The Gospel today is  Luke 7:36-8:3, about a woman who washes Jesus' feet with her tears. I offered a reflection on it for theWord, based on a homily gave at a youth retreat in Kintbury, England.

Two things I dearly love—hiking and theological debate—come together beautifully when I get the chance to take some time off with Peter Hunter. Peter is a Dominican of the English Province from South Africa, and he is one of the few people who will stay in a theological debate with me literally for days. Here Peter is walking next to a field of canola in the Wiltshire countryside as we discuss Wittgenstein and what it means “to know”, after a long debate about the nature of the world and a discussion of the state of the intellectual life of the order.

Dominican friars doing dishes after supper in Oxford, England

I made it to Oxford, England, visiting the brothers here at Blackfriars Hall. I love this community and its great mix of study, prayer and common life. The brothers live together in a charming neogothic shoebox, and while their prayer is a bit more formal than I would care for (they are English, after all), I love the fact that they all show up for it (or mostly, I suppose) and all pitch in to put supper on the table and to do the dishes afterwards. There is something very essentially Dominican here that always challenges me to embrace our life a bit more fully.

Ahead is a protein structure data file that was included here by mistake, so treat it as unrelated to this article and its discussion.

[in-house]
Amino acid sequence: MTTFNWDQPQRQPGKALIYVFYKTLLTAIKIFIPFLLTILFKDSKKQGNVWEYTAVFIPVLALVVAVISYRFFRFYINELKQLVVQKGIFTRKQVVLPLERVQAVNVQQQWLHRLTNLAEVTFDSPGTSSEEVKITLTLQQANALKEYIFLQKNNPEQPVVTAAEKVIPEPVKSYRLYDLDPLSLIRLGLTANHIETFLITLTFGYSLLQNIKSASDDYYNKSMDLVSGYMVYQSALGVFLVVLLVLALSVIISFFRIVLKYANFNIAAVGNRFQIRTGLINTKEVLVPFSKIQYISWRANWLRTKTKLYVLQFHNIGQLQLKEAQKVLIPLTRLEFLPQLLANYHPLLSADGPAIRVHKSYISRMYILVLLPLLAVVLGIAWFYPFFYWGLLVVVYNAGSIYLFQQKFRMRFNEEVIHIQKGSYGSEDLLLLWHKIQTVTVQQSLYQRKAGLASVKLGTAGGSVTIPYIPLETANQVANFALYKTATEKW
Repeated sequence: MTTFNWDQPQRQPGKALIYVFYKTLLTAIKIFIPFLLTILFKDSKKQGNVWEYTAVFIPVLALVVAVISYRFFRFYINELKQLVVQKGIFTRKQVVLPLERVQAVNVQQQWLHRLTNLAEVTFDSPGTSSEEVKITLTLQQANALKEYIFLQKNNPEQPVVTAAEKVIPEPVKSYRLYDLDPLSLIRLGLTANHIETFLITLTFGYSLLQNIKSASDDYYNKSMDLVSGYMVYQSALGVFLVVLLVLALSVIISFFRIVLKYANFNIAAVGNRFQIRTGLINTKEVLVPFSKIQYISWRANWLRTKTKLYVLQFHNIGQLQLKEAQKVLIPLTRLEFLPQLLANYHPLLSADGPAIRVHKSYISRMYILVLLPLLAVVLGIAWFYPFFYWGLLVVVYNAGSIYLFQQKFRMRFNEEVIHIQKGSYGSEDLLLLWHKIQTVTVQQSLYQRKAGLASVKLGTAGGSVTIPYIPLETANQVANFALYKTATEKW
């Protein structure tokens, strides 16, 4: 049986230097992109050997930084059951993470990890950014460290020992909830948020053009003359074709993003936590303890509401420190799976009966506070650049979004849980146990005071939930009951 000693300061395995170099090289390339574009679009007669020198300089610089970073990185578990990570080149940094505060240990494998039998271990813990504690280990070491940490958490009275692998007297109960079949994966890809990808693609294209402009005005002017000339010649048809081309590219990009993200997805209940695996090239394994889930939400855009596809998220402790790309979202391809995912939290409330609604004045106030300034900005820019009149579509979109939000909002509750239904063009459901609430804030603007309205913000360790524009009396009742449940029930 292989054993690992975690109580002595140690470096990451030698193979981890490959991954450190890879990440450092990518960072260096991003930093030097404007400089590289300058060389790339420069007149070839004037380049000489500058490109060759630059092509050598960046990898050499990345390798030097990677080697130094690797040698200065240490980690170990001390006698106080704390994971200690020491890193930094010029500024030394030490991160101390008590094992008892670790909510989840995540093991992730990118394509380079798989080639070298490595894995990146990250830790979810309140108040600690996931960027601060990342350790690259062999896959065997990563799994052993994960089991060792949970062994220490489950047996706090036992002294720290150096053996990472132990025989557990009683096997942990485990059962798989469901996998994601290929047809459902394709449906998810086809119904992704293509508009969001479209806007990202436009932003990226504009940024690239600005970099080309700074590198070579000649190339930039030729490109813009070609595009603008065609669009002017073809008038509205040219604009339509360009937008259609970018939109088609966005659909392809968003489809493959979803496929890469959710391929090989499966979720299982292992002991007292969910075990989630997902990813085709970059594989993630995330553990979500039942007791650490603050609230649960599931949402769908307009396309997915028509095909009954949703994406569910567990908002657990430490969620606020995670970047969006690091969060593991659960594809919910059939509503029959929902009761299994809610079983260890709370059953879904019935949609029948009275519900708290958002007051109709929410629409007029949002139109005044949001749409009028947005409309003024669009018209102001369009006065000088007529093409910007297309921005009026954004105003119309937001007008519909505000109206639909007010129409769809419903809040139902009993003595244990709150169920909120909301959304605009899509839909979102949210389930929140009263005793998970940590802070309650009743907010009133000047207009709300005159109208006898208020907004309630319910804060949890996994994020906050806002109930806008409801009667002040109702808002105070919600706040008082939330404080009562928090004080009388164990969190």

While in Oxford, I had the opportunity to get away for a couple of days hike with Peter Hunter OP. We went to the Ridgeway, a trail that runs just outside of Oxfordshire following a chalk ridge through the English countryside. The pastoral scenes along the ridge remind one of the Tolkien's descriptions of the Shire in the Lord of the Rings trilogy.

Lying between Oxford and London, sandwitched between the intellectual ferment of Oxford and the incredible bustle of London, the trail seems oddly peaceful, like the Shire sandwitched between the warring nations of middle earth. All is calm here, and walking the trail, one has no concerns for what might be going on in the outside world. No cell phones, no newspapers, today we simply worry about where we will stop for lunch, how far to the next pub, and how the harvest is doing in the fields we pass.

The wonders of modern travel. I fell asleep in Cleveland, Ohio and woke up in London, England. A short bus trip then brought me up to Oxford for a couple of days.

Oxford is so lovely and perfectly collegiate, that walking around it, one gets the sense that it is almost a caricature of itself. Everything is proper and well kept and in neo-gothic splendor. The tourists in shorts really look out of place, almost as much as I do. Quick, someone loan me a tweed jacket!